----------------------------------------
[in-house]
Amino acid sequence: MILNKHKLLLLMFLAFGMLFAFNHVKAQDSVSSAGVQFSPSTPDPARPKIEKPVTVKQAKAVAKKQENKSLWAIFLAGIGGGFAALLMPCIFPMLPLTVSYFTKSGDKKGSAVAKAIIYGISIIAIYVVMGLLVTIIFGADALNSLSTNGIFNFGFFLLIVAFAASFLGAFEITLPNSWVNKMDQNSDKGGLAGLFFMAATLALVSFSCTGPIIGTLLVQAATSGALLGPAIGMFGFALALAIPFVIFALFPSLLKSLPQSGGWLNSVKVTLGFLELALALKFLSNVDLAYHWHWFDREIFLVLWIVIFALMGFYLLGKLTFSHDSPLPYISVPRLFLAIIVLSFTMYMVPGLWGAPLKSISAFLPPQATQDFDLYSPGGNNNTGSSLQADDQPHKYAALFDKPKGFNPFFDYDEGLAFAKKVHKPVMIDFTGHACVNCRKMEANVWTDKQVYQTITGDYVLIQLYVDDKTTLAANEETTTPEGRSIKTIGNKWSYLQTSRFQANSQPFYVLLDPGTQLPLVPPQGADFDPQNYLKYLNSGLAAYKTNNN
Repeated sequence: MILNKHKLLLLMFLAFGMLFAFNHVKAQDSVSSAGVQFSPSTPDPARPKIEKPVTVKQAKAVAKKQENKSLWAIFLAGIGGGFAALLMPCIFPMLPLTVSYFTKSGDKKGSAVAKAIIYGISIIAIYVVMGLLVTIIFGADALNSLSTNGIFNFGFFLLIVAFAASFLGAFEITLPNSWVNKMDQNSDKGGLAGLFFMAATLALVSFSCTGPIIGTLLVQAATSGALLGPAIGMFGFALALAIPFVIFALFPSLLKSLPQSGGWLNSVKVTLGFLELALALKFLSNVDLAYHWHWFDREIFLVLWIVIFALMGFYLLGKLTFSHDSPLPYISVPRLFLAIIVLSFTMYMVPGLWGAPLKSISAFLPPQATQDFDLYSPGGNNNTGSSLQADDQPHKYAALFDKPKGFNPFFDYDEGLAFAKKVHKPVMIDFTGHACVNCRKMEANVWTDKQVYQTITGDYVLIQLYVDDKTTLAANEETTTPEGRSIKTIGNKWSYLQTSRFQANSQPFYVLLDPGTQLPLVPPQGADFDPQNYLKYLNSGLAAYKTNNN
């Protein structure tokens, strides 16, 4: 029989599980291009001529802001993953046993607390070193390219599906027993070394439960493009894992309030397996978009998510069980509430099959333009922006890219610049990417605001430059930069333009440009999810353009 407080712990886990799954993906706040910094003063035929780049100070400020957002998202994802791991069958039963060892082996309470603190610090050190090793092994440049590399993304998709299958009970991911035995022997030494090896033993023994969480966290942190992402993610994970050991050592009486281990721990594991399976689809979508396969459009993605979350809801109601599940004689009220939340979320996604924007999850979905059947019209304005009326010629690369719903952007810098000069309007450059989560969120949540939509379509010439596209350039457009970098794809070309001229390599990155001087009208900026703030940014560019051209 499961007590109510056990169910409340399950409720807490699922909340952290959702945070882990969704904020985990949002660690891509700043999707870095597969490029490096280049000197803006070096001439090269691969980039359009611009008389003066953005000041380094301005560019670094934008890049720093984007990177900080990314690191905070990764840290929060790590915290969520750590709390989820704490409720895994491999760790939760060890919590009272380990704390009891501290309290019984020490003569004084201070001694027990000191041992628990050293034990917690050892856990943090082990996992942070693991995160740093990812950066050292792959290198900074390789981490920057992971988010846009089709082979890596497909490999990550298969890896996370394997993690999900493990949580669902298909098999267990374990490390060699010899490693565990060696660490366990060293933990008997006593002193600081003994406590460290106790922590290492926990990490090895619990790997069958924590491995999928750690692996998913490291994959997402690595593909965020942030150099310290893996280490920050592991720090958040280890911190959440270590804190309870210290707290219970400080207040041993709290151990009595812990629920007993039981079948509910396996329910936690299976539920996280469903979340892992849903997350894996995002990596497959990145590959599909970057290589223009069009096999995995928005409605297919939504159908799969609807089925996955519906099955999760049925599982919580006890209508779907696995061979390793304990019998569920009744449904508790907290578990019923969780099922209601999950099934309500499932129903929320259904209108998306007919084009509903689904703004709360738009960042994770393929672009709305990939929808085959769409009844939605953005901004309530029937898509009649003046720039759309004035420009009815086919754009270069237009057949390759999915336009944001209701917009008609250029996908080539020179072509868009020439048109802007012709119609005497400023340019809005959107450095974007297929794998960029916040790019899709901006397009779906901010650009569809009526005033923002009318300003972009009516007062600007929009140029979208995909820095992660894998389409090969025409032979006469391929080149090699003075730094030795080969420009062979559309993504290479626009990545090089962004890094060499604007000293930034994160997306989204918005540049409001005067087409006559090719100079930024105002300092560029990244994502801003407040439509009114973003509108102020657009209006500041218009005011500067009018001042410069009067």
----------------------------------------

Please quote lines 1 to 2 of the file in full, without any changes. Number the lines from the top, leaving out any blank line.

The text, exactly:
[in-house]
Amino acid sequence: MILNKHKLLLLMFLAFGMLFAFNHVKAQDSVSSAGVQFSPSTPDPARPKIEKPVTVKQAKAVAKKQENKSLWAIFLAGIGGGFAALLMPCIFPMLPLTVSYFTKSGDKKGSAVAKAIIYGISIIAIYVVMGLLVTIIFGADALNSLSTNGIFNFGFFLLIVAFAASFLGAFEITLPNSWVNKMDQNSDKGGLAGLFFMAATLALVSFSCTGPIIGTLLVQAATSGALLGPAIGMFGFALALAIPFVIFALFPSLLKSLPQSGGWLNSVKVTLGFLELALALKFLSNVDLAYHWHWFDREIFLVLWIVIFALMGFYLLGKLTFSHDSPLPYISVPRLFLAIIVLSFTMYMVPGLWGAPLKSISAFLPPQATQDFDLYSPGGNNNTGSSLQADDQPHKYAALFDKPKGFNPFFDYDEGLAFAKKVHKPVMIDFTGHACVNCRKMEANVWTDKQVYQTITGDYVLIQLYVDDKTTLAANEETTTPEGRSIKTIGNKWSYLQTSRFQANSQPFYVLLDPGTQLPLVPPQGADFDPQNYLKYLNSGLAAYKTNNN